Conference Paper
Objectives: Childhood abuse has a long-term negative effect on adult psychological well-being. This study examined whether and how adults with a history of childhood abuse may experience poor psychological functioning partly due to aspects of overall family relationships. Method: We estimated multilevel mediation models using 3 waves of longitudina...
Article
Growing evidence suggests that childhood abuse can lead to devastating health effects across a lifetime. To build on existing knowledge, this study primarily examines whether and how a history of childhood abuse affects exposure and reactivity to daily stressors in later adulthood. Using the National Study of Daily Experiences II, we analyzed a tot...
Article
Introduction: Spousal caregivers face increased cardiovascular risks; lab studies suggest that autonomic reactivity to patients' physical suffering may play a role. To evaluate this mechanism in daily life, our pilot study characterized the feasibility of recruiting couples for a multimethod, in-home assessment. We examined the usability of the re...
Article
Objectives: This study identified daily associations between sleep, emotion, and marital functioning in the context of chronic pain. Because spouses' sleep is compromised on nights when patients experience more pain, we set out to identify implications of spouses' sleep for their own emotion (anger) upon waking and marital interaction (marital ten...
Article
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Background Sedentary behavior (SB), which has been linked with numerous adverse health outcomes, is prevalent among adults with osteoarthritis (OA). The associations between SB and daily physical and psychological health outcomes for OA patients, however, have received little attention. Purpose Using accelerometer and self-report data, the current...
Article
Objectives: Childhood abuse has long-term negative effects on adult psychological well-being. This study examined whether and how adults with a history of childhood abuse may experience poor psychological functioning partly due to aspects of current family relationships. Method: We estimated multilevel mediation models using three waves of longi...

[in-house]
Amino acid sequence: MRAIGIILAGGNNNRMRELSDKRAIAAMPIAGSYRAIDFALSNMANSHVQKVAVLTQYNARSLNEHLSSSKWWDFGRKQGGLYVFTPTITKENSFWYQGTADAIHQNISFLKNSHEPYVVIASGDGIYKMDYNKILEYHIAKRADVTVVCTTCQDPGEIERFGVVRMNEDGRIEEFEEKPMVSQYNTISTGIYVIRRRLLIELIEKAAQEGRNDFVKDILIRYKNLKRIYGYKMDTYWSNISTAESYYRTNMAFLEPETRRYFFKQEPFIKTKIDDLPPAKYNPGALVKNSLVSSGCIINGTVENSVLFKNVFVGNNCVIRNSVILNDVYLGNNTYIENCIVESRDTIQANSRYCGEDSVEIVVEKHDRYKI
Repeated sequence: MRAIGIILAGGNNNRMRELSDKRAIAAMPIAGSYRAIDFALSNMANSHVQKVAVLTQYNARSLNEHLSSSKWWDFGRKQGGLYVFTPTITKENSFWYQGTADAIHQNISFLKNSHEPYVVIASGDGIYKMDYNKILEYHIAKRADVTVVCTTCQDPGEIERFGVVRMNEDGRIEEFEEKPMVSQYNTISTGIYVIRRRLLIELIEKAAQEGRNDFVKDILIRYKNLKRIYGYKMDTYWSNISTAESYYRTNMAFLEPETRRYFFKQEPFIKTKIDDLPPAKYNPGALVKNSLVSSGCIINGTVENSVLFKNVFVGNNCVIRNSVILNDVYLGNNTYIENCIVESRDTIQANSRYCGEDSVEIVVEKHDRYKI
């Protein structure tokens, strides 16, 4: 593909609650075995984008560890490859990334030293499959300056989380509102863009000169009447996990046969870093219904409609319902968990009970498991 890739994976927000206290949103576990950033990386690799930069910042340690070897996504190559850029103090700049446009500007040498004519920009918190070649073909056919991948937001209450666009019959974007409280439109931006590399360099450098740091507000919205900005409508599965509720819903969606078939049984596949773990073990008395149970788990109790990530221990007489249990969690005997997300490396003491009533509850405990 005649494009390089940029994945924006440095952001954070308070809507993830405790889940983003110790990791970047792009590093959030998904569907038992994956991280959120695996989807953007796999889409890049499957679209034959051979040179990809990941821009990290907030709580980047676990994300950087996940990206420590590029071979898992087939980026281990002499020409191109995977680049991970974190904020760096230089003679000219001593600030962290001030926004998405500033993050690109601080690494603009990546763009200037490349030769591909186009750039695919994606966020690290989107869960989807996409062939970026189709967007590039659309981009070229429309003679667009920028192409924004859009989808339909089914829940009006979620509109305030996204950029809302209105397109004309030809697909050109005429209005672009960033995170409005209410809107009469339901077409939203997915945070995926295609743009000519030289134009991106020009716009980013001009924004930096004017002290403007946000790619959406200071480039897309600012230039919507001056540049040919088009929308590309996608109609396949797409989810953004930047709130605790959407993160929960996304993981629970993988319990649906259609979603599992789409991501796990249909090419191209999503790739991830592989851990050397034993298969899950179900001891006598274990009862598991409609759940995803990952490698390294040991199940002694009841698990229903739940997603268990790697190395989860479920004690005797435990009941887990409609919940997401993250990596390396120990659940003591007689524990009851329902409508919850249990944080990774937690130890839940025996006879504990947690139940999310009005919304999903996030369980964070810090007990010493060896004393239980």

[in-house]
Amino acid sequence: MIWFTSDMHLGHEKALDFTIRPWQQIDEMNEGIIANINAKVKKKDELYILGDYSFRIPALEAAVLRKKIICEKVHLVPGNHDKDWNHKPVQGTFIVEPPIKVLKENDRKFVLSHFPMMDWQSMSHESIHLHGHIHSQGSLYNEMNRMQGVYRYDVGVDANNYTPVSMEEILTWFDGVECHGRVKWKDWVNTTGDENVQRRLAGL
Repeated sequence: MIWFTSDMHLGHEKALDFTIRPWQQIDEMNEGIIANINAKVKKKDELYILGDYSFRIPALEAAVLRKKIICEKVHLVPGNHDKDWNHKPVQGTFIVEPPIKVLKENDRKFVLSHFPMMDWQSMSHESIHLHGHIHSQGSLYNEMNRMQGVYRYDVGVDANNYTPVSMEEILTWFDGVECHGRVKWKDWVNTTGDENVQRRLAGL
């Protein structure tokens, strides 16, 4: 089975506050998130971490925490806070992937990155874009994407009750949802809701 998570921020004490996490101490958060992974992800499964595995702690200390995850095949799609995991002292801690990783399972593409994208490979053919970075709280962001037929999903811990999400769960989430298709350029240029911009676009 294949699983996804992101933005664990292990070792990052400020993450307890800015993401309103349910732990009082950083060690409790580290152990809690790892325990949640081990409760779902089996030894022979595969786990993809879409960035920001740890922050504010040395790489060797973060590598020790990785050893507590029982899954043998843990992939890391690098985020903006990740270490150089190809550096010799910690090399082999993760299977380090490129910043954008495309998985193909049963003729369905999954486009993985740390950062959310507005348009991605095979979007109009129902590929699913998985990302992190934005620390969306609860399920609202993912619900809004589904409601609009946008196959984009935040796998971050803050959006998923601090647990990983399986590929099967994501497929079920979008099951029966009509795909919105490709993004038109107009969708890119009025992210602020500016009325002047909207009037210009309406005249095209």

Article
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Prevailing research has suggested that social relationships get better with age, but this evidence has been largely based on studies with lengthy reporting intervals. Using an ecological momentary assessment approach, the present study examined age differences in several characteristics of social interactions as reported in near-real time: the freq...
Article
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This study examined two types of illness-related communication (disclosure and holding back) and their associations with psychological adjustment and marital satisfaction in patients with knee osteoarthritis (OA) and their spouses. A sample of 142 couples reported on disclosure and holding back of OA-related concerns, marital satisfaction, and depr...
Article
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Background Greater marital quality is associated with better psychological and physical health. The quality of daily marital interactions is likely to be especially important for individuals with chronic illness, but this question has received little attention. Purpose Using data from two diary studies, the current study examined whether individua...